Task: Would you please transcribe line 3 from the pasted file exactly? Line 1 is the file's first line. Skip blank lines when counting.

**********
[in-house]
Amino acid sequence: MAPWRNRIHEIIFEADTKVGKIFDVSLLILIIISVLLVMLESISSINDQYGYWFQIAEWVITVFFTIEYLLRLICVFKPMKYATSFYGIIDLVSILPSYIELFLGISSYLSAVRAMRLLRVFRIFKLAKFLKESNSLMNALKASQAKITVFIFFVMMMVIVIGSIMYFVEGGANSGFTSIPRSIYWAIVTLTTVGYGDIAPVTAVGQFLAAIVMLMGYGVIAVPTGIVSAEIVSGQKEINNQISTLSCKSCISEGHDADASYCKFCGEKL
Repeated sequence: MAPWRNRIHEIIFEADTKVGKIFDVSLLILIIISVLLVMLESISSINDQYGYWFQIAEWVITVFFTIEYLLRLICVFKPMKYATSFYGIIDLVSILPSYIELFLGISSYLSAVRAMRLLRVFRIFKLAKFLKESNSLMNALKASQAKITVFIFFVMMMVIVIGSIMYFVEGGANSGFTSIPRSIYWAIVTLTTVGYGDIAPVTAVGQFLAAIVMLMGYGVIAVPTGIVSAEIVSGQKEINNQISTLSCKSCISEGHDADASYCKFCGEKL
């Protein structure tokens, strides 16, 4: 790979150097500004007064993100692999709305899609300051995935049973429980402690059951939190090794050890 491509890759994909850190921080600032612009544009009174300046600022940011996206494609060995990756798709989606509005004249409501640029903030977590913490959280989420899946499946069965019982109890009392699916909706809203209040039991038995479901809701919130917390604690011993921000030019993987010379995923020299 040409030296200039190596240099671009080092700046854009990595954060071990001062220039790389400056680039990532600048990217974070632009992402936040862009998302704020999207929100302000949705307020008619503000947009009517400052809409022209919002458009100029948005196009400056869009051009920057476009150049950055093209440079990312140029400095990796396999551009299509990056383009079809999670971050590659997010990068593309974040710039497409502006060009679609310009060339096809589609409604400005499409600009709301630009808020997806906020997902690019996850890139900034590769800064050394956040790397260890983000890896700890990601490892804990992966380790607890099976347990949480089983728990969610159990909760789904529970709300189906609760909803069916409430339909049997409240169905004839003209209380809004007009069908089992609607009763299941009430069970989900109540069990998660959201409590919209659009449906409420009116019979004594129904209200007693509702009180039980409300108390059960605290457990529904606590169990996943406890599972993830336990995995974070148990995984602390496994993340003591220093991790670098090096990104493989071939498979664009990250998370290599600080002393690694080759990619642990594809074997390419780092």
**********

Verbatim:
Repeated sequence: MAPWRNRIHEIIFEADTKVGKIFDVSLLILIIISVLLVMLESISSINDQYGYWFQIAEWVITVFFTIEYLLRLICVFKPMKYATSFYGIIDLVSILPSYIELFLGISSYLSAVRAMRLLRVFRIFKLAKFLKESNSLMNALKASQAKITVFIFFVMMMVIVIGSIMYFVEGGANSGFTSIPRSIYWAIVTLTTVGYGDIAPVTAVGQFLAAIVMLMGYGVIAVPTGIVSAEIVSGQKEINNQISTLSCKSCISEGHDADASYCKFCGEKL